Monday, 11 April 2016


How would you respond when someone says he has been miraculously healed? Do miracles still exist today? 

If I may venture an opinionif God is the same yesterday, today and tomorrow, and the Holy Spirit lives within believershow could miracles ever cease today? The assertion that miracles, signs and wonders have completely ceased is erroneous. It is like trying to put God in a box. It is akin to the clay telling the Potter what He ought to do.

Thus, miracles are still happening today because spirit-filled believers allow the living God to work through them.

However, the signs and wonders we see today cannot match that of the early church in its scale, quality and impact. In the fledgling first century church, miracles were not only instrumental in its phenomenal growth but accounted for its resilience amid severe persecution. 

For example, in the book of Acts, people were raised from dead and healing by means was possible through the shadow or handkerchief of the apostle. How often do such miracles occur today? Though the same God is at work throughout the ages, the dispensation differs for each era.

As we consider the subject of miracles, we must not forget that false signs and wonders are going to be a prominent feature in these end times that we are now living in. This is consistent  with Jesus’ end time warning: “For false messiahs and false prophets will rise up and perform great signs and wonders so as to deceive, if possible, even God’s chosen ones” (Matthew 24:24).

When the apostle Peter healed the crippled man at the temple gate, did he preplan the act? (Acts 3:1-10). Did he tell the crowds to come and observe him as he healed that man? Were there marketing teams to publicise the event? Did he become rich and famous out of his special anointing? Were there lights, camera, special music and ambience to “prime” people to receive healing?

Even so, when genuine servants of God perform signs and wonders today, they usually do not hog the limelight. Their motives are pure; they do not use their gifting or anointing to pursue money, fame and power.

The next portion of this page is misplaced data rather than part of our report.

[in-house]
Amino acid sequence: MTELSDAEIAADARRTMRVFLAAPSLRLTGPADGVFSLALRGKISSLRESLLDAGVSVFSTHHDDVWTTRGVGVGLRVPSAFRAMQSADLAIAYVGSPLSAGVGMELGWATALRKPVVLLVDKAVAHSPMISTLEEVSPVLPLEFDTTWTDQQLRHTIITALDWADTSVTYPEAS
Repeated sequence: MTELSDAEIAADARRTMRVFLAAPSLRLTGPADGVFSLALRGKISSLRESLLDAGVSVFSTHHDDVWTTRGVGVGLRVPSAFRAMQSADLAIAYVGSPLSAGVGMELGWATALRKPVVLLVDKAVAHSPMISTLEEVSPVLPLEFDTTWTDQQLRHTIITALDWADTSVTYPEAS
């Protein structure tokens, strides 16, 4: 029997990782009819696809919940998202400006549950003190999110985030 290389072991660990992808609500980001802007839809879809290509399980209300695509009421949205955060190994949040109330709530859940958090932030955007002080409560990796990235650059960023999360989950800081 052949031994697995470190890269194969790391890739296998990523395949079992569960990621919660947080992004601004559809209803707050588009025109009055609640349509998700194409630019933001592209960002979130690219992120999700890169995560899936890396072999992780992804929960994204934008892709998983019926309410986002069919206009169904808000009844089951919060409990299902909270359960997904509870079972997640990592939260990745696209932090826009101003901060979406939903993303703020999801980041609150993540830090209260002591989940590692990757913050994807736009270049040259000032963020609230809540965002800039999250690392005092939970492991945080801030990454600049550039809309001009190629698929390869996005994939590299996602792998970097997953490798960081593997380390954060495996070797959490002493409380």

In contrast, false miracle workers often perform their “miraculous acts” in a “controlled environment” filled with many seekers and spectators. People are naturally drawn to the miraculous, thinking that anything supernatural must be from God. So the former exploit people’s needs (eg. sicknesses) and fascination with the miraculous, using them as springboards to fame and fortune. After all, it takes two hands to clap.

Of unscrupulous miracle workers, Jesus has this to say:
  • “Beware of false prophets who come disguised as harmless sheep but are really vicious wolves” (Matthew 7:15).
  • “Not everyone who calls out to me, ‘Lord! Lord!’ will enter the Kingdom of Heaven. Only those who actually do the will of my Father in heaven will enter. On judgment day many will say to me, ‘Lord! Lord! We prophesied in your name and cast out demons in your name and performed many miracles in your name.’ But I will reply, ‘I never knew you. Get away from me, you who break God’s laws.’”(Matthew 7:21-23).
While some believers think miracles have completely ceased, others earnestly pursue signs and wonders. Both viewpoints, which are on opposite poles of the ‘signs and wonders’ debate, are false. One is too conservative. The other, obsessed with and captivated by miracles, seems to be a move of the Holy Spirit but is not. The truth is to be found in the middle of the spectrum.

People who assert that miracles have ceased draw conclusions merely based on intellectual arguments and their limited experience of the supernatural realm. The truth can only be grasped by those with spiritual discernment and experience apart from knowledge and wisdom. Who do you think has better understanding—the former or later?

While we should keep an open mind with regards to miracles, we must not be mesmerised by awe-inspiring signs and wonders. A person who is miraculously healed of an incurable disease will, one day, still have to die. What constitutes the greatest “miracle”? It is the new birth—when people are translated from the dominion of darkness into the kingdom of light (John 3: 5-8, 1 Peter 2:9). All men are sinners by birth. But, by faith in the sacrificial death of Christ at the cross, they become children of God.

To reiterate:
  • Miracles certainly have not ceased today though its scale and quality probably cannot match that found in the early church.
  • When we consider miracles today, we have to be vigilant against deception—because false miracle workers exploit people’s needs and obsession with miracles for their own fame and fortune.
  • The greatest miracle is not that someone gets healed of an incurable disease; it’s the miracle of the new birth.


A lady lawyer’s amazing recovery from coma shows us that there is hope amid the worst of circumstances. Once again, it underscores the power of faith and intercession. God can do far more than what we might ask or think.

Doctors treat but God heals. As a Christian for forty years and a practising doctor for thirty years, I have seen people being healed in so many different ways—through supernatural means and medicine/surgery. Yet, I have also seen many who have not been healed, irrespective of their denomination or the strength of their faith.

1 comment:

  1. If God is the same yesterday, today and tomorrow, and the Holy Spirit lives within believers, how could miracles ever cease? Miracles are still happening today because spirit-filled believers allow the living God to work through them. But their scale and quality cannot match that found in the early church. We also need to be vigilant concerning “miracles” from the dark side—false signs and wonders which are becoming prominent during these perilous end times.